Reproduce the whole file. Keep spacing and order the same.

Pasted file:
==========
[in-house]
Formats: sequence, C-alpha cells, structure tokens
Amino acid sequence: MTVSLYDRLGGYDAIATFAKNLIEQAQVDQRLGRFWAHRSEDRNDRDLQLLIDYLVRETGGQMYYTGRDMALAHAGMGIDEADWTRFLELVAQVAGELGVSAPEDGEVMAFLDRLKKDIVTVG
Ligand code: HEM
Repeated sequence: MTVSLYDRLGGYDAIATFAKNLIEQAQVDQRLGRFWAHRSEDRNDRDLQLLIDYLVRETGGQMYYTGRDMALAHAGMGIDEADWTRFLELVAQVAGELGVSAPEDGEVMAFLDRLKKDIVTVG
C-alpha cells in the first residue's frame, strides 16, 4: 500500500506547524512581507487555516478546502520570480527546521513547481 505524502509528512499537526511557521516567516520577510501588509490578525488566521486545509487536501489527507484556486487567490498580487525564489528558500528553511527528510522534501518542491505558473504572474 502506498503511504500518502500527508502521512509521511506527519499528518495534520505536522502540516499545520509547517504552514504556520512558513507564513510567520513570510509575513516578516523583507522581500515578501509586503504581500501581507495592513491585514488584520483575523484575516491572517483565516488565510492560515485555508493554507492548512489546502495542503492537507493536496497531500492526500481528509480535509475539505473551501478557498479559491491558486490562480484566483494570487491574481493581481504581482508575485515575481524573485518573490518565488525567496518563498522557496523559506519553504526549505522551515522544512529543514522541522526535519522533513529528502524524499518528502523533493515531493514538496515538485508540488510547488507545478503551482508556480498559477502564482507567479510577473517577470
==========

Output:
[in-house]
Formats: sequence, C-alpha cells, structure tokens
Amino acid sequence: MTVSLYDRLGGYDAIATFAKNLIEQAQVDQRLGRFWAHRSEDRNDRDLQLLIDYLVRETGGQMYYTGRDMALAHAGMGIDEADWTRFLELVAQVAGELGVSAPEDGEVMAFLDRLKKDIVTVG
Ligand code: HEM
Repeated sequence: MTVSLYDRLGGYDAIATFAKNLIEQAQVDQRLGRFWAHRSEDRNDRDLQLLIDYLVRETGGQMYYTGRDMALAHAGMGIDEADWTRFLELVAQVAGELGVSAPEDGEVMAFLDRLKKDIVTVG
C-alpha cells in the first residue's frame, strides 16, 4: 500500500506547524512581507487555516478546502520570480527546521513547481 505524502509528512499537526511557521516567516520577510501588509490578525488566521486545509487536501489527507484556486487567490498580487525564489528558500528553511527528510522534501518542491505558473504572474 502506498503511504500518502500527508502521512509521511506527519499528518495534520505536522502540516499545520509547517504552514504556520512558513507564513510567520513570510509575513516578516523583507522581500515578501509586503504581500501581507495592513491585514488584520483575523484575516491572517483565516488565510492560515485555508493554507492548512489546502495542503492537507493536496497531500492526500481528509480535509475539505473551501478557498479559491491558486490562480484566483494570487491574481493581481504581482508575485515575481524573485518573490518565488525567496518563498522557496523559506519553504526549505522551515522544512529543514522541522526535519522533513529528502524524499518528502523533493515531493514538496515538485508540488510547488507545478503551482508556480498559477502564482507567479510577473517577470